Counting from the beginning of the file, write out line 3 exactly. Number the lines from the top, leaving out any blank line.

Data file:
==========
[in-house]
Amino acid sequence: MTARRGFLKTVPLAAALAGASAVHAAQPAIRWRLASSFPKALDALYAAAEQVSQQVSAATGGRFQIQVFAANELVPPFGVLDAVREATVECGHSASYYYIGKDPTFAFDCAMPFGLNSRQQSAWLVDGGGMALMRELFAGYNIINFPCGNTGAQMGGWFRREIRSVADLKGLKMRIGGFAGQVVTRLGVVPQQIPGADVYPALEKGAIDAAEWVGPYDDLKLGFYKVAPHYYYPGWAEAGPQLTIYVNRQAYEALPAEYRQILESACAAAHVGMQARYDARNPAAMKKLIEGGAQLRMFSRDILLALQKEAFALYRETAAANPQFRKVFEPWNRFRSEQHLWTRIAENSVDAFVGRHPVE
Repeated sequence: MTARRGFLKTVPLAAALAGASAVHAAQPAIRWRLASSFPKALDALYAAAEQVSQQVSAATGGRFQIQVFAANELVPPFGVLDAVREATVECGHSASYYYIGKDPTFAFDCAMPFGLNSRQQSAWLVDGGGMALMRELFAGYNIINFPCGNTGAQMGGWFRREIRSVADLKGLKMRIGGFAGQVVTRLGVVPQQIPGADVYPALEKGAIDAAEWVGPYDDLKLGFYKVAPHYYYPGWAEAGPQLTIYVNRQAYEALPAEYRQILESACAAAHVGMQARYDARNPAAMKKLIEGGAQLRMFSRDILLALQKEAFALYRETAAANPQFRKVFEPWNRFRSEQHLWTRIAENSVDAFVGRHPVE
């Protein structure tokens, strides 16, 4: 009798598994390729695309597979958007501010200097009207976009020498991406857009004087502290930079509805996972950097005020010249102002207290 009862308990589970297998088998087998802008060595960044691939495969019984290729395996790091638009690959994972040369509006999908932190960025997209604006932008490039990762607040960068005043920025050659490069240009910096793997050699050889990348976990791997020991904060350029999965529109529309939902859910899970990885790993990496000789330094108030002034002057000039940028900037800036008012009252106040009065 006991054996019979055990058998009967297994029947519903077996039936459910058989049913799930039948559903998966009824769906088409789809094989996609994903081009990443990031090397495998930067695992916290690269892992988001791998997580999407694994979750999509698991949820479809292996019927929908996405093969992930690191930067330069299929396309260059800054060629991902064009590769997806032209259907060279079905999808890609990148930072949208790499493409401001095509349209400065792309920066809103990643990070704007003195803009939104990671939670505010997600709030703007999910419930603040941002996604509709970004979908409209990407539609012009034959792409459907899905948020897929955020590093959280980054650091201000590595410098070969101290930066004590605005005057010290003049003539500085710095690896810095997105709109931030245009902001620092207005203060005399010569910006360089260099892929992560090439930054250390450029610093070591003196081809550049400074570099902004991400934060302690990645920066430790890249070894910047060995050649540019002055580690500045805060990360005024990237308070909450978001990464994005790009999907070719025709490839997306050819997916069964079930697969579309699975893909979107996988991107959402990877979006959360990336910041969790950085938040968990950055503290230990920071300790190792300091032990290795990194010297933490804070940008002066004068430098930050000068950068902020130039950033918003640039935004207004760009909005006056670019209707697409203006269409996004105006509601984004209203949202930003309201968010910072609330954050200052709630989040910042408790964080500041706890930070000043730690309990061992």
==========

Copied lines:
Repeated sequence: MTARRGFLKTVPLAAALAGASAVHAAQPAIRWRLASSFPKALDALYAAAEQVSQQVSAATGGRFQIQVFAANELVPPFGVLDAVREATVECGHSASYYYIGKDPTFAFDCAMPFGLNSRQQSAWLVDGGGMALMRELFAGYNIINFPCGNTGAQMGGWFRREIRSVADLKGLKMRIGGFAGQVVTRLGVVPQQIPGADVYPALEKGAIDAAEWVGPYDDLKLGFYKVAPHYYYPGWAEAGPQLTIYVNRQAYEALPAEYRQILESACAAAHVGMQARYDARNPAAMKKLIEGGAQLRMFSRDILLALQKEAFALYRETAAANPQFRKVFEPWNRFRSEQHLWTRIAENSVDAFVGRHPVE